Bill Watkins, a Marine Corps veteran from Virginia, told McDonough that he spent the better part of 15 years trying to acquire his military medical records after losing his hard-copy records.
“I put in a couple of requests and a couple of faxes. It’s probably been the better part of six months,” Watkins said. “The last I’d heard it, maybe it’s going to be put on a CD and somehow shipped to my house. I was talking to my wife. I’m not sure we’ve got a CD player.”
McDonough said the agency would follow up with Watkins directly about his problems retrieving service records.
“It doesn’t make sense to get it in a digital form, if it’s in a digital form that’s not retrievable,” McDonough said.
McDonough said the VA’s ongoing effort to rollout a new Electronic Health Record from Oracle-Cerner would also facilitate the seamless transfer of digital records between the Defense Department and VA.
“That will allow us to access digitally your full record, from your service in the Corps, from the moment you joined, until the moment your care with us is no longer needed,” McDonough said.
The EHR rollout, however, has run into major delays, after the VA’s inspector general’s office reported instances of the EHR contributing to patient harm and decreased quality of care.
The VA is pushing back upcoming deployments of its Oracle-Cerner EHR to June 2023 to address previously known and emerging problems with the system and to “make sure it is functioning optimally for veterans and for VA health care personnel.”
Meanwhile, the VA is sending letters to 41,500 veterans who may have been impacted by problems with the EHR currently running at five VA locations across the U.S.
McDonough said the progress in implementing the new EHR has been “frustratingly slow.”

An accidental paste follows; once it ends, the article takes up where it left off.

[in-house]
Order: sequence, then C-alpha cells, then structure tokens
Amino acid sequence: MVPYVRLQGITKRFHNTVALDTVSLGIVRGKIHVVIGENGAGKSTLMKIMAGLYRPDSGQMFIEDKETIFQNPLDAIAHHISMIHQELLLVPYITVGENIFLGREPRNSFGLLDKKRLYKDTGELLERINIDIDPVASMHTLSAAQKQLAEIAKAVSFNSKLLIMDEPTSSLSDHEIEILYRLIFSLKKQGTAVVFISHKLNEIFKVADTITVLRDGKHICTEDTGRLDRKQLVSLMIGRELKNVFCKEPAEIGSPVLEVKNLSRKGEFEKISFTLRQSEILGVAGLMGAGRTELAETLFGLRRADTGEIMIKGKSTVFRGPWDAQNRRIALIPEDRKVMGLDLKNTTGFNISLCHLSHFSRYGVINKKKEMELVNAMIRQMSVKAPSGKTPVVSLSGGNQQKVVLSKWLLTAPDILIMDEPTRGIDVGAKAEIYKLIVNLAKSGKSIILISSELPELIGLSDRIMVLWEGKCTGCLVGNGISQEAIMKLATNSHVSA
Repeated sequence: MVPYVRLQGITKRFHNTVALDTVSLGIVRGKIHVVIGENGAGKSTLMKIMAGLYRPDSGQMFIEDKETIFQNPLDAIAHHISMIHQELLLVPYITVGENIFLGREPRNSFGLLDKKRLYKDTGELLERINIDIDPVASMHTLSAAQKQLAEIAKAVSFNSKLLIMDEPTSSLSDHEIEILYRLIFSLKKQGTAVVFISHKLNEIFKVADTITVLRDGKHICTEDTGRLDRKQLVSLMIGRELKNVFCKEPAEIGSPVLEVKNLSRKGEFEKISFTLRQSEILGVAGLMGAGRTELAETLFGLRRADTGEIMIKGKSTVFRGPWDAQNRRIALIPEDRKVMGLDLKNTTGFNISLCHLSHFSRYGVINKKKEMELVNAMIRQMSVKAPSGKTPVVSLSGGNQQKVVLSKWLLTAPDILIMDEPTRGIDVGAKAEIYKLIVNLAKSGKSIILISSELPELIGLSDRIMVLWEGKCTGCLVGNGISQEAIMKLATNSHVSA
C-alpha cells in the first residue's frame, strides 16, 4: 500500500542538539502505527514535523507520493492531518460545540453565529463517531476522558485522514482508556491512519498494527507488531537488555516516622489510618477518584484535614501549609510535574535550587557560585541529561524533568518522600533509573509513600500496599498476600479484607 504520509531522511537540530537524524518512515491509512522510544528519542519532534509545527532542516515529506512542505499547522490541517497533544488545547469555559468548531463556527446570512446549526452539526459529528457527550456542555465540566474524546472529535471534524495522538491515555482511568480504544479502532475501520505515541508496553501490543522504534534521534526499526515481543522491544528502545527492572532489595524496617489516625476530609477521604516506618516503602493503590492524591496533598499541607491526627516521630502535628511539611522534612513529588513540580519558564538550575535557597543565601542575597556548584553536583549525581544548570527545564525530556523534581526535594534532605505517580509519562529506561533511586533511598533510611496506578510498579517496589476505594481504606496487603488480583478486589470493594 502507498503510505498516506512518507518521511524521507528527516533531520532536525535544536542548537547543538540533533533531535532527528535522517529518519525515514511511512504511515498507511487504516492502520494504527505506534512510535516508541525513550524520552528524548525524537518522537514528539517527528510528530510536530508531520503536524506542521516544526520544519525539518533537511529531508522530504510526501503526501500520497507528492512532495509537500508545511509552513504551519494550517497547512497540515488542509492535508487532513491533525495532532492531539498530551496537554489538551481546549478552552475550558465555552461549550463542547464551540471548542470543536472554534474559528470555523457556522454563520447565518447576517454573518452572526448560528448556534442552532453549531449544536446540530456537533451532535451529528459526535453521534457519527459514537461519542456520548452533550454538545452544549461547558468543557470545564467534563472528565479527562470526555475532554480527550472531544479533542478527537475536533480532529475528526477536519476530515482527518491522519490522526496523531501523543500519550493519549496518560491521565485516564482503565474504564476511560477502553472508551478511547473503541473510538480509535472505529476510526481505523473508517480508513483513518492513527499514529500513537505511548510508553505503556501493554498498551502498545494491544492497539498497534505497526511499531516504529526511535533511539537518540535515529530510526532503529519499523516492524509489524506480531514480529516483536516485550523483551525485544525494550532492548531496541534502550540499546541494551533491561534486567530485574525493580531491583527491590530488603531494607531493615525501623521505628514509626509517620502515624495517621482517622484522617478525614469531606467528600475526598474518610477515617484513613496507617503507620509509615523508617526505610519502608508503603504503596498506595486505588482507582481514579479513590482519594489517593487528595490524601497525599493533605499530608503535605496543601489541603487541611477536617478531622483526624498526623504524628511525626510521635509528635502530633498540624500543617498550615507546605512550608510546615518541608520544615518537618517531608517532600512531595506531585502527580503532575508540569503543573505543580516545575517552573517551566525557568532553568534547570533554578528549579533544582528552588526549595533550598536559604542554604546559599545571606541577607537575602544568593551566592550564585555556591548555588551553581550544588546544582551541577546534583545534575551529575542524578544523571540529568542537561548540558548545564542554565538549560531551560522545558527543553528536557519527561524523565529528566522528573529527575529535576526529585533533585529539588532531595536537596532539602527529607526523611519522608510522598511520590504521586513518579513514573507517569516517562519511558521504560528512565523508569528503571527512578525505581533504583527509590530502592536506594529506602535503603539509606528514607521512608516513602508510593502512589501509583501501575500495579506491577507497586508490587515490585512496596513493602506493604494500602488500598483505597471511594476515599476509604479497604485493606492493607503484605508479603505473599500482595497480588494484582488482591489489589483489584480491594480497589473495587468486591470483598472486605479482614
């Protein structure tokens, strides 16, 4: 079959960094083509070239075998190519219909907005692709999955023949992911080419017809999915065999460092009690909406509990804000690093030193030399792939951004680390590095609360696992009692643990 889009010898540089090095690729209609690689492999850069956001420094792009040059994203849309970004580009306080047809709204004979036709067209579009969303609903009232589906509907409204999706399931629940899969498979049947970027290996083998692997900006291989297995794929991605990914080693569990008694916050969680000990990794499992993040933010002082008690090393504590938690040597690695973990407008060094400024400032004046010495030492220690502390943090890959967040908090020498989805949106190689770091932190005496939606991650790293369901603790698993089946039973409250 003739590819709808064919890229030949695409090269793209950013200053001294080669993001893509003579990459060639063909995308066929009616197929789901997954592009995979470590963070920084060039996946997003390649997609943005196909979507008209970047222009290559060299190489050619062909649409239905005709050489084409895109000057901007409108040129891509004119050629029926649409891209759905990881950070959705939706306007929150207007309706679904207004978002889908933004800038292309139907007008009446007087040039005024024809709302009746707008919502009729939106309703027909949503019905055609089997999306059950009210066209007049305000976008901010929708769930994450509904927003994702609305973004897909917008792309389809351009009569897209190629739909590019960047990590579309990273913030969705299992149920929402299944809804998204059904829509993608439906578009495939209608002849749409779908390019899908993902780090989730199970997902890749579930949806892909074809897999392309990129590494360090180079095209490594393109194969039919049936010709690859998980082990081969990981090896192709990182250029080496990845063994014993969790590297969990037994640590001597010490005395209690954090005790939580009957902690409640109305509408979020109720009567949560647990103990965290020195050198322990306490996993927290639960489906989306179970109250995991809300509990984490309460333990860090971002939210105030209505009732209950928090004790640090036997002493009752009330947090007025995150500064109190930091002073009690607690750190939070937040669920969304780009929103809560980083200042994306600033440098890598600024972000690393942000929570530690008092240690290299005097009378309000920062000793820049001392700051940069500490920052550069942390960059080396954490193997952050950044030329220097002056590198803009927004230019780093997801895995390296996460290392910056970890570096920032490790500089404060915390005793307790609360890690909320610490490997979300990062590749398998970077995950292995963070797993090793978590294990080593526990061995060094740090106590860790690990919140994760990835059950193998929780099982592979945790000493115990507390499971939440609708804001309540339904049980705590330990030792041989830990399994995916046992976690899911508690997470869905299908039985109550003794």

“That program has been something that we’ve been trying to do in different ways in VA for literally decades. We’re making strides on that,” he said.
McDonough also thanked VA employees, many of whom are veterans themselves, for going above and beyond to deliver care to patients since the start of the COVID-19 pandemic.
“Service never stopped at our VA medical centers, at our CBOCs, among our regional offices, at national cemeteries across the country, during the pandemic. But how we provided service changed,” McDonough said. “What was a constant was our workforce — many of them veterans themselves — performing services, providing care, providing benefits to veterans at an extraordinarily high level, more provision of care to more veterans than at any time in our history over the course of the last two years.”
In response to audience questions about timely access to care, McDonough said the VA is holding a nationwide hiring effort later this month focused on ways to more quickly hire and onboard new employees.
“One of the reasons that we have trouble with timely access to things like blood draw or to primary care physicians, or even to specialists, is that we’re down on staff, meaning we’re short-staffed. Especially after the pandemic, everybody has seen the health care labor market tighten. So we are working super aggressively to backfill those needs.”
The PACT Act gave the VA additional hiring authorities, as well as pay and bonus incentives to keep employees with in-demand skills on the job.
McDonough said the VA ended fiscal 2022 with a net increase of 2,400 VA nurses, but must hire another 45,000 over the next three years to keep up with attrition and demand for VA care.
McDonough said the VA hired more front-line providers in September than at any other point in the VA’s history.